Le, who comes from a restaurant background, offers a communal table to show off the kinds of family meals she remembers so fondly. There is also a very chic 50-seat lounge, a glassed-in wine room, an interior done throughout in delicate chiffon-like fabrics strips, bamboo, and tile, with glowing hanging lamps and tables set with the best linens and stemware. A very comely female waitstaff walks by dressed in backless outfits designed by Calvin Tran.
Huynh, born in Vung Tau to a mother who was a seafood exporter, studied biochemistry and pharmacy, background that gives her a true insight into how ingredients and spices work together. As a result, there is great delicacy and many strata of flavors and textures in dishes like her rice flour cupcakes with baby prawns and scallions, her honey-roasted quail stuffed with sticky rice and gingko nuts finished with a plum wine reduction, and her almost homey Kobe beef blanched with star anise, cinnamon, and fennel in beef stock and noodles. Empress rice with garlic, leeks, ginger, and quail eggs. Allow sommelier/maître d' Peter Greerty to choose wines for your meal, since Vietnam’s food has always been well incorporated with French cuisine.
On every level Bong Su, which refers to the lei flower, demonstrates the stunning beauty and traditional hospitality for which Vietnam is famous while at the same time bringing bright new ideas to the American table.
Lunch is served Mon.-Fri., dinner nightly.
130 Townsend Street
I suppose I have never taken tequila as seriously as I might, but no one entering Tres Agaves who comes within fifty feet of owners Julio Bermejo, Eric Ruben, or Chef Joseph Manzare will be able to resist their zealous mission to convince you that tequila is one of the great spirits of the world, sipped on its own or in a margarita, of which they have plenty of varieties here. (They use agave nectar as the sweetener, not sugar, and only 100 percent agave tequilas, and the distinctions are crucial. What the hell, order a pitcher for $24.) They have a tequila bar, private room for 26, patio for 100, and happily do flights of tequilas you're not likely to find in every Mexican eatery in San Fran.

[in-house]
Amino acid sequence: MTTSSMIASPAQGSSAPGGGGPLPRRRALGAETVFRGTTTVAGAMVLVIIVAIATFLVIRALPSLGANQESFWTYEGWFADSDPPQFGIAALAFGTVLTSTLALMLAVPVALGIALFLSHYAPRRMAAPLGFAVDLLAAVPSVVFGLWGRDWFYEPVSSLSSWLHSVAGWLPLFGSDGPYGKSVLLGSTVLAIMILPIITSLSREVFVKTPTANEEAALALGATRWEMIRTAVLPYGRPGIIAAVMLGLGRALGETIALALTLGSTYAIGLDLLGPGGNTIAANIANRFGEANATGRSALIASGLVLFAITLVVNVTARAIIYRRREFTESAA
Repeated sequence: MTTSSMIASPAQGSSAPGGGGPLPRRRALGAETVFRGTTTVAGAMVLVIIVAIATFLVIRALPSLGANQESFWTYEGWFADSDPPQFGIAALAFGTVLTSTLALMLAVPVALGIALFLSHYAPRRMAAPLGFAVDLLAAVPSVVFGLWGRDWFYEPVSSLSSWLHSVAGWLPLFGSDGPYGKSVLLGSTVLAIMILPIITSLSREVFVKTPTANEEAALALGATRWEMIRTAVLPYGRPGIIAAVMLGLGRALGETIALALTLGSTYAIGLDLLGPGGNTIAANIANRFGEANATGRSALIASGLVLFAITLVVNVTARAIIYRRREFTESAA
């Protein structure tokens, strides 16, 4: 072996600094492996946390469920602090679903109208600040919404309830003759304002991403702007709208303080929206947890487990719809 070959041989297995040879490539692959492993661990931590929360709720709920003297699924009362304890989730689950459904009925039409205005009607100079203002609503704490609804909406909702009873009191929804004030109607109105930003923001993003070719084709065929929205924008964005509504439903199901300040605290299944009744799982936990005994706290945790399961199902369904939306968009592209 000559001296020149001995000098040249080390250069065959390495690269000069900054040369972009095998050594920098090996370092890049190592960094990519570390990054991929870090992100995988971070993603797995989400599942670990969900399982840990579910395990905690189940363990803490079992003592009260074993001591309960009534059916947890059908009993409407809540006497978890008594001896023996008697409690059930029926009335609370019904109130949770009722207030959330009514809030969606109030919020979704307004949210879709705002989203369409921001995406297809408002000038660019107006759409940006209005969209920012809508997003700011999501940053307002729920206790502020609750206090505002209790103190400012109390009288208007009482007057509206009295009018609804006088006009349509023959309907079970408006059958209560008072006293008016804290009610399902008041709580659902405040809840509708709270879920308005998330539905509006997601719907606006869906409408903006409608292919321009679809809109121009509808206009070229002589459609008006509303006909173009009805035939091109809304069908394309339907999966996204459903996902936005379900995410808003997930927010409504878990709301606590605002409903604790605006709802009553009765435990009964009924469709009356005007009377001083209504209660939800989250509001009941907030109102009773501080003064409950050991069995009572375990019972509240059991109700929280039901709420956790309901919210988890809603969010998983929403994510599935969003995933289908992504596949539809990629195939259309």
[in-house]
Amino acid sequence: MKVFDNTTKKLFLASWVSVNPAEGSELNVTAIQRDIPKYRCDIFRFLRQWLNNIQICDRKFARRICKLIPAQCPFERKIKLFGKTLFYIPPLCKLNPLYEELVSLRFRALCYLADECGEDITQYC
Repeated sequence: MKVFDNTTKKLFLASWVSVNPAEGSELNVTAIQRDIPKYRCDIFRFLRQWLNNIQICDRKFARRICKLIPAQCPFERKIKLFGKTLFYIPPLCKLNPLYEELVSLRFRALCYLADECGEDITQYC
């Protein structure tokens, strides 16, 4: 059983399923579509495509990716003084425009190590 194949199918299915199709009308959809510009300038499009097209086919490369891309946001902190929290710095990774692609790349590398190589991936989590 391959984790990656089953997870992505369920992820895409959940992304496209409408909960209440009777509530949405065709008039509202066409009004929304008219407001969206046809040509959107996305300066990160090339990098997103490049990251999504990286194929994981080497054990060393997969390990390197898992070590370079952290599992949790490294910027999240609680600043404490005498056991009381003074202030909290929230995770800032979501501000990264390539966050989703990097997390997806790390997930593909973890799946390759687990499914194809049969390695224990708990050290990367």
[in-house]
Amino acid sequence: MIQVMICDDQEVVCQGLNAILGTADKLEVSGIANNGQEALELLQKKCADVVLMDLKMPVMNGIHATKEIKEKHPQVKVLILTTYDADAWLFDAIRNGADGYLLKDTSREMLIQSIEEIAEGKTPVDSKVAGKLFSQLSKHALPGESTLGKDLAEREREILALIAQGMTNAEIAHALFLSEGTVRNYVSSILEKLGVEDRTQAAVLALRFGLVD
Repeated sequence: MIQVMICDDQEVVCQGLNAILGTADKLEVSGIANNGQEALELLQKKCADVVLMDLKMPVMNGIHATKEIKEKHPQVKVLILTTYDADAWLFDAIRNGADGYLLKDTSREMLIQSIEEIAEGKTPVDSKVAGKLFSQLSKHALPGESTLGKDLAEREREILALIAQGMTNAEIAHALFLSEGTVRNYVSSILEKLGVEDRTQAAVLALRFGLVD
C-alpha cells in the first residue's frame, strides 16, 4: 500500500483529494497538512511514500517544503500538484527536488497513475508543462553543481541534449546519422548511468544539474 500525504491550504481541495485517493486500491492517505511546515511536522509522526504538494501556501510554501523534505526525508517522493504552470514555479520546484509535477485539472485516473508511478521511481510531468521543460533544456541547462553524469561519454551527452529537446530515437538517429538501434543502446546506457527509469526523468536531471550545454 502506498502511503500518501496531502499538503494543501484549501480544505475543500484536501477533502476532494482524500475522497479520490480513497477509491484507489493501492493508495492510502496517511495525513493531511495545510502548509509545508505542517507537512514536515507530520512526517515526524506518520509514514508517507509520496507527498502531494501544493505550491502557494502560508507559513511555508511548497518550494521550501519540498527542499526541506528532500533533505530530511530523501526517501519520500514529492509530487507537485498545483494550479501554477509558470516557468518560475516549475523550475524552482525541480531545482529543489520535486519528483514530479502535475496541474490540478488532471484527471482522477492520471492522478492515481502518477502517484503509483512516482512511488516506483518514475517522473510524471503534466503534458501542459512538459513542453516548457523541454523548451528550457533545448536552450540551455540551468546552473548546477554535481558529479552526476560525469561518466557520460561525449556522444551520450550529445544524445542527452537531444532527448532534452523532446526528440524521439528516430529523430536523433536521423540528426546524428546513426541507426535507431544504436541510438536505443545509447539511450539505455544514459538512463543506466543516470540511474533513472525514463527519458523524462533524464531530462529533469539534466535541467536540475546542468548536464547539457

Start off with shooter coctels (left) of shrimp, avocado, cucumber, and jicama. As their menu states defiantly, their food derives from Jalisco and Guadalajara, tequila's birthplace, and the big feature here is their big rotisserie, which issues forth irresistible aromas from spit-roasted chicken, done with a tequila citrus basting sauce, accompanied by roasted red potatoes and jalapeños. Pork is slow-roasted here, juicy and exuding flavors of Mexican oregano and chile peppers. Beef is braised slowly to succulence and intense flavor and arrives in a bacon-rich broth with cilantro, onions and lime.
You won't find combo platters, gloppy yellow cheese, and gloppier brown beans here. They do make a superlative guacamole, and you can order side platters of grilled corn with arbol chile and sautéed cactus with cilantro, onion, and garlic.
Tres Agaves is clearly built for fun--especially before and after a big game at the stadium--but the owners are not kidding around or merely catering to popular taste in the much-bowdlerized genre of Mexican-American fare. You go here hungry and you come out with an education.
Lunch is served Mon.-Fri., Dinner nightly, and brunch Sat. & Sun. There is a late-night menu after hours.
3011 Steiner Street
It's a young crowd that gathers to bump into one another, and the open kitchen adds to the conviviality. And so you sit down and peruse a menu rich in items you can easily share, starting with hummus and housemade pita, or some cured meats like spicy copa and chorizo with manchega cheese. Mussels steamed in Oloroso sherry and bay leaf are the equal of any in the city, and pancetta-wrapped figs come with wild arugula to cut the sweetness.